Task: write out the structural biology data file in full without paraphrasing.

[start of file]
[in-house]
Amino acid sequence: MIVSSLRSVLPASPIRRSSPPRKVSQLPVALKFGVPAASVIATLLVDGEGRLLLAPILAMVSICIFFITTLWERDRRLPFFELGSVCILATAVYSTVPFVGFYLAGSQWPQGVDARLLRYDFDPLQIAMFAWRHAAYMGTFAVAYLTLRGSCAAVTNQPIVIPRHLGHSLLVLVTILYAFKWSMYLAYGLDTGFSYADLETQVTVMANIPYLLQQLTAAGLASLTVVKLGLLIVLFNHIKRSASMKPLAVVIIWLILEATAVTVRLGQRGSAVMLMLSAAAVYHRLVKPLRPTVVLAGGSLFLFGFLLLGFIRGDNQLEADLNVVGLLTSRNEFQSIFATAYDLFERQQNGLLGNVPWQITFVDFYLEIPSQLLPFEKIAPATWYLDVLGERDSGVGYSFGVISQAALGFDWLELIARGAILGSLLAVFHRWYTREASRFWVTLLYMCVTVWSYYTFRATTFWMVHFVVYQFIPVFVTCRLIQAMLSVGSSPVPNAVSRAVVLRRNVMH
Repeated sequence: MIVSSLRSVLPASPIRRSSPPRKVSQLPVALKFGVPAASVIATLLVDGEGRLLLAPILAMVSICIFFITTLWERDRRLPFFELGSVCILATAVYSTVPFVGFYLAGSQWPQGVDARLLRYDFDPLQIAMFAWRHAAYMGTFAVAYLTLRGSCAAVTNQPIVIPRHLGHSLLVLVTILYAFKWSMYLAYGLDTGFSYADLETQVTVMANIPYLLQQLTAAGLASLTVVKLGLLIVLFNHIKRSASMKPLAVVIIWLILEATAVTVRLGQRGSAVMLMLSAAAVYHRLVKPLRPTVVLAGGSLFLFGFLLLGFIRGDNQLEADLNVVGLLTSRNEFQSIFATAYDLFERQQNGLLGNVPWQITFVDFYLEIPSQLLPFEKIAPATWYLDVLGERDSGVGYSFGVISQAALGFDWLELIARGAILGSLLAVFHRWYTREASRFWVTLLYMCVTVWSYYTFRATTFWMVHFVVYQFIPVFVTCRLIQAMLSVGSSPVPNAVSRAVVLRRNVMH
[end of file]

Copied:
[in-house]
Amino acid sequence: MIVSSLRSVLPASPIRRSSPPRKVSQLPVALKFGVPAASVIATLLVDGEGRLLLAPILAMVSICIFFITTLWERDRRLPFFELGSVCILATAVYSTVPFVGFYLAGSQWPQGVDARLLRYDFDPLQIAMFAWRHAAYMGTFAVAYLTLRGSCAAVTNQPIVIPRHLGHSLLVLVTILYAFKWSMYLAYGLDTGFSYADLETQVTVMANIPYLLQQLTAAGLASLTVVKLGLLIVLFNHIKRSASMKPLAVVIIWLILEATAVTVRLGQRGSAVMLMLSAAAVYHRLVKPLRPTVVLAGGSLFLFGFLLLGFIRGDNQLEADLNVVGLLTSRNEFQSIFATAYDLFERQQNGLLGNVPWQITFVDFYLEIPSQLLPFEKIAPATWYLDVLGERDSGVGYSFGVISQAALGFDWLELIARGAILGSLLAVFHRWYTREASRFWVTLLYMCVTVWSYYTFRATTFWMVHFVVYQFIPVFVTCRLIQAMLSVGSSPVPNAVSRAVVLRRNVMH
Repeated sequence: MIVSSLRSVLPASPIRRSSPPRKVSQLPVALKFGVPAASVIATLLVDGEGRLLLAPILAMVSICIFFITTLWERDRRLPFFELGSVCILATAVYSTVPFVGFYLAGSQWPQGVDARLLRYDFDPLQIAMFAWRHAAYMGTFAVAYLTLRGSCAAVTNQPIVIPRHLGHSLLVLVTILYAFKWSMYLAYGLDTGFSYADLETQVTVMANIPYLLQQLTAAGLASLTVVKLGLLIVLFNHIKRSASMKPLAVVIIWLILEATAVTVRLGQRGSAVMLMLSAAAVYHRLVKPLRPTVVLAGGSLFLFGFLLLGFIRGDNQLEADLNVVGLLTSRNEFQSIFATAYDLFERQQNGLLGNVPWQITFVDFYLEIPSQLLPFEKIAPATWYLDVLGERDSGVGYSFGVISQAALGFDWLELIARGAILGSLLAVFHRWYTREASRFWVTLLYMCVTVWSYYTFRATTFWMVHFVVYQFIPVFVTCRLIQAMLSVGSSPVPNAVSRAVVLRRNVMH